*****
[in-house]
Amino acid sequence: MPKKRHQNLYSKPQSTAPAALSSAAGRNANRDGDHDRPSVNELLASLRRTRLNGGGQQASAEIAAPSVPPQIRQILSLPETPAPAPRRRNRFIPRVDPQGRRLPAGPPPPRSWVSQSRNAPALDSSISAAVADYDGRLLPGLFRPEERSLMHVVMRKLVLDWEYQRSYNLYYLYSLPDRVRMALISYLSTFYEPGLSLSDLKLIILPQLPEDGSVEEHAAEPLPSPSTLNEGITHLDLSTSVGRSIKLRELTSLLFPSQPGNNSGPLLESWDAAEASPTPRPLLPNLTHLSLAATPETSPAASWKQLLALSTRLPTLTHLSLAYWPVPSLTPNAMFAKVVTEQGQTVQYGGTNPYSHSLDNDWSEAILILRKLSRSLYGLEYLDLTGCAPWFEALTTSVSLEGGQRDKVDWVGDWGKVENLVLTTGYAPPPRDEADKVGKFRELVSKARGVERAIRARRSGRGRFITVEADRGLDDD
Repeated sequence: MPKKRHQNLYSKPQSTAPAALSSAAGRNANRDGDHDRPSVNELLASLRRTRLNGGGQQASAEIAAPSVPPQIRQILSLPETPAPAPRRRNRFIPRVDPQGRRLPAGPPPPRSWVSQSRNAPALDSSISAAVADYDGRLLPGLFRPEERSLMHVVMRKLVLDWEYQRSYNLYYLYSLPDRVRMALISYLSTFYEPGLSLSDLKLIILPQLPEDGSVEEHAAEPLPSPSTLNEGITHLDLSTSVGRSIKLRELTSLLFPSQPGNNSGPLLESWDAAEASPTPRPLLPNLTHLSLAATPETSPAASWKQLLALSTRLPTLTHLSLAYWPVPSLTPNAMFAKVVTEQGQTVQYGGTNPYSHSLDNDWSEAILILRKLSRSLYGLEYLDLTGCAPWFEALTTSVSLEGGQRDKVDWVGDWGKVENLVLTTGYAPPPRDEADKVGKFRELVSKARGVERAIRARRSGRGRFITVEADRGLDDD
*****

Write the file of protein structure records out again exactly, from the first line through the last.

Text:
[in-house]
Amino acid sequence: MPKKRHQNLYSKPQSTAPAALSSAAGRNANRDGDHDRPSVNELLASLRRTRLNGGGQQASAEIAAPSVPPQIRQILSLPETPAPAPRRRNRFIPRVDPQGRRLPAGPPPPRSWVSQSRNAPALDSSISAAVADYDGRLLPGLFRPEERSLMHVVMRKLVLDWEYQRSYNLYYLYSLPDRVRMALISYLSTFYEPGLSLSDLKLIILPQLPEDGSVEEHAAEPLPSPSTLNEGITHLDLSTSVGRSIKLRELTSLLFPSQPGNNSGPLLESWDAAEASPTPRPLLPNLTHLSLAATPETSPAASWKQLLALSTRLPTLTHLSLAYWPVPSLTPNAMFAKVVTEQGQTVQYGGTNPYSHSLDNDWSEAILILRKLSRSLYGLEYLDLTGCAPWFEALTTSVSLEGGQRDKVDWVGDWGKVENLVLTTGYAPPPRDEADKVGKFRELVSKARGVERAIRARRSGRGRFITVEADRGLDDD
Repeated sequence: MPKKRHQNLYSKPQSTAPAALSSAAGRNANRDGDHDRPSVNELLASLRRTRLNGGGQQASAEIAAPSVPPQIRQILSLPETPAPAPRRRNRFIPRVDPQGRRLPAGPPPPRSWVSQSRNAPALDSSISAAVADYDGRLLPGLFRPEERSLMHVVMRKLVLDWEYQRSYNLYYLYSLPDRVRMALISYLSTFYEPGLSLSDLKLIILPQLPEDGSVEEHAAEPLPSPSTLNEGITHLDLSTSVGRSIKLRELTSLLFPSQPGNNSGPLLESWDAAEASPTPRPLLPNLTHLSLAATPETSPAASWKQLLALSTRLPTLTHLSLAYWPVPSLTPNAMFAKVVTEQGQTVQYGGTNPYSHSLDNDWSEAILILRKLSRSLYGLEYLDLTGCAPWFEALTTSVSLEGGQRDKVDWVGDWGKVENLVLTTGYAPPPRDEADKVGKFRELVSKARGVERAIRARRSGRGRFITVEADRGLDDD